Paul, in his letter to the Romans, placed a gigantic emphasis on the truth of justification by faith alone. For example, in Romans 1-3, Paul has shown us that it is impossible to please God with our own efforts since we are sinners by nature and by choice (3:10-18) and are therefore under his wrath (1:18) and judgement (2:16). Even worse, we can’t make up for the wrong we have done. There is no amount of law fulfilling or moral-ism that will appease God’s wrath against us or keep him from judging us negatively in the end (3:20).
The good news, though, is that Jesus has taken our place. Paul tells us that he is our propitiation, absorbing the wrath and judgement of God on our behalf (3:25). He is our redemption, setting us free from the judgment of God and the power of enslavement to sin (3:24). He is also our justification, having lived the perfect life we could not live and dying the terrible, gruesome death we should have died so that we could be perfectly righteous before a holy God (3:24; 2 Cor. 5:21). So we learn in Romans that it is not the following of the law that saves us, but the trusting of the one who not only followed it perfectly on our behalf, but who also took upon himself the curses for breaking it on our behalf as well (3:28). This is what it means to be saved by grace.
But if you’ve been paying attention to Paul and connecting the dots, a nagging question starts to eat away at you: “If I am saved by grace through what Jesus has done for me and not through works of the law, does it really matter if I obey God and his law or not?” Paul has already told us that we have no chance of obeying perfectly, right? And didn’t Christ obey perfectly for me? And isn’t it true that the more I sin, the more God bestows his grace upon me? So in light of all these truths, why obey? Why not just continue in sin?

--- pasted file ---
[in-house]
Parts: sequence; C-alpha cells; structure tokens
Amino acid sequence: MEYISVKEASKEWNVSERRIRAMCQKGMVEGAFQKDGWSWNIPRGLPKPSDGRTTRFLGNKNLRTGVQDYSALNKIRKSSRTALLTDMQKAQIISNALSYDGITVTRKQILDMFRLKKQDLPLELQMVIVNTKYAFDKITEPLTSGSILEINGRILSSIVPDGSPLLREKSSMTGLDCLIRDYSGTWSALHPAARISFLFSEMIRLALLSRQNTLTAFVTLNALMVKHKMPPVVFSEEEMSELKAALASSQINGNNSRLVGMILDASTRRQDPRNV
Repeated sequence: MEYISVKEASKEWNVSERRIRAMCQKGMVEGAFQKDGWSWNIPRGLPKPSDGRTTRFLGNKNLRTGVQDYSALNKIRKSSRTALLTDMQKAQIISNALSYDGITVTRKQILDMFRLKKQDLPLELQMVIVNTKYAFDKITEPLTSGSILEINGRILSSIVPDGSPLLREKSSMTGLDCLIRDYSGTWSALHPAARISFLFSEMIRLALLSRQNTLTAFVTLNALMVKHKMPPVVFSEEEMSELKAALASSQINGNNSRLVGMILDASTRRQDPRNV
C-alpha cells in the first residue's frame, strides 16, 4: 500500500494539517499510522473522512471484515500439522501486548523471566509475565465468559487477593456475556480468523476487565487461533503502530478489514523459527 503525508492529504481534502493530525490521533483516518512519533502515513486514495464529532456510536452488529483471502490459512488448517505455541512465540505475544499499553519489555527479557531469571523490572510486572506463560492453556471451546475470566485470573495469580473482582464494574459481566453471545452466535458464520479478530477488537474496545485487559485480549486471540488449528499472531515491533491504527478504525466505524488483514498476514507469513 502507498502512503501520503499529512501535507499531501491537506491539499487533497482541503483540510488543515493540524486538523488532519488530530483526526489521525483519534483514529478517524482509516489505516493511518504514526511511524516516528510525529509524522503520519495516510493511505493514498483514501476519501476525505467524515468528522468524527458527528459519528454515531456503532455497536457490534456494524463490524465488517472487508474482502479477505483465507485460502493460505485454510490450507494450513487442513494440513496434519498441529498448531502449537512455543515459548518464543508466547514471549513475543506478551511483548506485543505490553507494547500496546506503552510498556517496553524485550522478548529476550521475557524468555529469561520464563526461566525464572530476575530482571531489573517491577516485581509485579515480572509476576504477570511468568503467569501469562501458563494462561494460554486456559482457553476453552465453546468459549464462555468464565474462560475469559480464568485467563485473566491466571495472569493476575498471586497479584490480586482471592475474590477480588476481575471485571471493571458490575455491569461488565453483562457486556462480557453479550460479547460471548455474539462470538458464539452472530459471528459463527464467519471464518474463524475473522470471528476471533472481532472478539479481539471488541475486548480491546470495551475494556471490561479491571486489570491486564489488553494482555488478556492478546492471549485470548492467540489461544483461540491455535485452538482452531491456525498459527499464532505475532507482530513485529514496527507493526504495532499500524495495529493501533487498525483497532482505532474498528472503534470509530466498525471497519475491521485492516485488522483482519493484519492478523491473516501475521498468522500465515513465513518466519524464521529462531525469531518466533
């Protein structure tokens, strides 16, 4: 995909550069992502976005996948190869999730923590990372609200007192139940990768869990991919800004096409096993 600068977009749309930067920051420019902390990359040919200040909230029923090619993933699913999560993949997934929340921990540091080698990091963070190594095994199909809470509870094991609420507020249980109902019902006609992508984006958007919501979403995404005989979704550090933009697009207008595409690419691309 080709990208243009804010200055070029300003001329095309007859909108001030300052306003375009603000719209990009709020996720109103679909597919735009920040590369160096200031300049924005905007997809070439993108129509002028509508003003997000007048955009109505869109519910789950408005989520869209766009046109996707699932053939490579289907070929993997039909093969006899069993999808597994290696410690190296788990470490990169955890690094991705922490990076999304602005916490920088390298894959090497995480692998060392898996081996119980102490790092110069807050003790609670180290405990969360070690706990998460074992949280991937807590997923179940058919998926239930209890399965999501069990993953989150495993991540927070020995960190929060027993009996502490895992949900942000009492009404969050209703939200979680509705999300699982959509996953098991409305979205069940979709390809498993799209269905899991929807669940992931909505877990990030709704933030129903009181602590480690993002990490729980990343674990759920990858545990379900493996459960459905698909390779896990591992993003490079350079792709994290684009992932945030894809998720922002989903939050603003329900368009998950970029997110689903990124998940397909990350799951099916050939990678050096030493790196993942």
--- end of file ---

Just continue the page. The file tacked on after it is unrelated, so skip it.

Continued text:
Paul asks the same question in Romans 6:1: “What shall we say then? Are we to continue in sin that grace may abound?” Paul answers his own question with an emphatic “NO!” “By no means! How can we who died to sin still live in it?” (6:2) Paul in all of Romans 6 labors to show us that gospel grace does not negate obedience or the place of the law in the christian life. In fact, even before chapter 6 Paul tells us that the law pointed to Christ (3:21), that the gospel upholds the law (3:31), and that the law was the chief benefit given to the Jews by God (3:2). Even Jesus himself testified that he did not come to abolish the law, but to fulfill it (Matt 5:17). The biblical truth of the matter is that gospel grace does not nullify obedience, but nourishes and nurtures it. Gospel grace does not bypass or destroy the law, but rather, upholds it.
So it is my aim for the next couple of weeks to explain in these blogs how that is. My hope is that when we see obedience and the law in light of God’s grace, it will allow us to become more confident in our adoption as sons and daughters of God, more encouraged by the work of the Holy Spirit in our lives, and more reliant upon the work of Jesus Christ to find the strength and power to live a godly life to the glory of God.